Australia’s capital city wine shows date from the early nineteenth century when local agricultural societies included wine among the many agricultural products judged by experts. Today these “royal” agricultural society events compete like mad to be the biggest, the best, or in some way different from each other – a healthy competitiveness that sees the quality, style and status of each slowly evolving.
Canberra’s National Wine Show of Australia bills itself as “Australia’s premier wine show” and grand final. The grand final claim rests partly on its timing (early November) and partly on entry qualifications. Wines need medals from recognised wine shows to enter the premium, premium gold and single vineyard classes.
Inconveniently for Canberra, Hobart and Sydney host their events after the so-called grand final – in mid November and early February respectively. On this basis, as the final show before the new vintage wines arrive, Sydney might rightly claim grand final status.
Royal Melbourne claims to be “the benchmark for Australian wine and at the forefront of wine style evolution and winemaking trends”.
Rather less boastfully, and with an air of commercial reality, perhaps instilled by sponsor Macquarie Group, Sydney Royal, dating from 1822, seeks for winners “recognition and a valuable opportunity to shine the spotlight on their wines”.
Royal Adelaide, representing the wine state, seems content to be “one of the pre-eminent wine shows in Australia”. Royal Queensland shares this sentiment as “one of the oldest, most prestigious shows”, while noting special status as the first major post-vintage event of the year (but, by being so close to vintage, limiting access to the new wines).
Royal Hobart, “one of the most significant events on the Australian wine industry calendar”, pulls away from its peers with a nod to its specialty red variety, pinot noir, noting “the award for pinot noir wine is the most prestigious in the show”.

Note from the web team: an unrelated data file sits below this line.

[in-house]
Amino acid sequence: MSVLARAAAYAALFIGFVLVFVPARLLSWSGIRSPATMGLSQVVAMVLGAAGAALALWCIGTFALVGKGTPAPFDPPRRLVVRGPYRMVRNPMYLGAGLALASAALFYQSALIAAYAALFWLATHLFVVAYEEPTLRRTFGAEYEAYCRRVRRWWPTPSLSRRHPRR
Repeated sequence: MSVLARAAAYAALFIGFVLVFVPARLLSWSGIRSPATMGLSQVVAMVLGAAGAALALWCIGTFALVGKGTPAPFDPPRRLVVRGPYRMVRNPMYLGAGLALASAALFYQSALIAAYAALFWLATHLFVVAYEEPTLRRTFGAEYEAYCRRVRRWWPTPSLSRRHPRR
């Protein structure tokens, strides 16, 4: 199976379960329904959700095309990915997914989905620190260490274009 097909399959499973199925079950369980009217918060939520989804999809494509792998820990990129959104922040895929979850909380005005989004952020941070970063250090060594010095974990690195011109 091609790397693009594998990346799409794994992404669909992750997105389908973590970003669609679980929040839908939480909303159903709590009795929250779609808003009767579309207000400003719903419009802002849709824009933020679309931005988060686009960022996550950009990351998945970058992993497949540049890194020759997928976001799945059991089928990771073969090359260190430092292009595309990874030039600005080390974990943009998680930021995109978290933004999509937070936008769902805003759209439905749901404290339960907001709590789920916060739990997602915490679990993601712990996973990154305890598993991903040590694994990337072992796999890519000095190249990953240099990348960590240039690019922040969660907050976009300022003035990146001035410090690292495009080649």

Alone of the capital city shows, Perth Royal makes no claims whatever regarding its status (as far as I could find on its website) – and simply lists this year’s results.
Where shows once equated entry numbers to status (“mine’s bigger than yours”), the National (judged at EPIC in November), many years ago moved in the opposite direction, restricting entries in an attempt to raise the standard of entrants.
As a result, this year’s four judging panels enjoyed the fairly leisurely task of judging 1,444 wines over three days. A revitalised Melbourne, by comparison, attracted 3,298 entries this year. Canberra’s work rate of around 120 wines a day per panel, sits well inside the industry’s recommended maximum of 150. This is good, of course, because it minimises palate fatigue and allows time for judges to evaluate wines properly.
And what did the judges find among the entries that organisers claim, “include only the best of the best Australian wines”?
Among the trophy winners we find several wines that, based on long-term observation, clearly rank among the best of their styles in Australia: House of Arras 2004 Brut Elite, made by sparkling master Ed Carr; Coldstream Hills Yarra Valley Reserve Pinot Noir 201; Tyrrell’s HVD Semillon 2005; Leasingham Classic Clare Sparkling Shiraz 2005; and Morris Old Premium Rare Liqueur Muscat.
Then we have a layer of outstanding trophy winners that’ve been in the spotlight before and are now pushing assertively into the elite ranks: Audrey Wilkinson Winemakers Selection Hunter Semillon 2011, Vasse Felix Margaret River Heytesbury Chardonnay 2010, Brown Brothers Milawa Patricia Noble Riesling 2009, Xanadu Wine Margaret River Cabernet Sauvignon 2008 and De Bortoli PHI Pinot Noir 2010.
After that we see the democracy of a wine show at work, rewarding wines that may be little known to many drinkers (or not perceived to be in the top ranks), but in a masked tasting trump other better known labels: Domaine Chandon Yarra Valley Chardonnay 2010, McWilliams Wines Eden Valley Riesling 2009, Xanadu Wines Next of Kin Shiraz 2010, Amelia Park Cabernet Merlot 2010, Juniper Estate Tempranillo 2010, Coolangatta Estate Semillon 2006, Clairault Margaret River Estate Chardonnay 2010, Houghtons Wisdom Chardonnay 2009 and Madeleines Wines Nangkita Shiraz 2009.
The show organisers must be pleased with the solid representation of small makers in this line up.
Trophy lists often throw up anomalies, too. This year, for example, I can’t help wondering how Rosemount Estate District Shiraz 2010 topped the premium shiraz classes. It’s a delightful, juicy style to enjoy now, certainly deserving its gold medal. But, to me, it lacks the deep, savoury vein of a really top-notch shiraz.
But controversy and differences of opinion always have been and always will be part wine judging. What we can say for sure, though, is that the medal winners from the show are above average wines. Whether or not you and I will like some of the award winners, though, remains a matter of personal taste. It’s worth downloading the catalogue of results from www.rncas.org.au as lists all of the wines and their scores.
Copyright © Chris Shanahan 2011
First published 30 November 2011 in The Canberra Times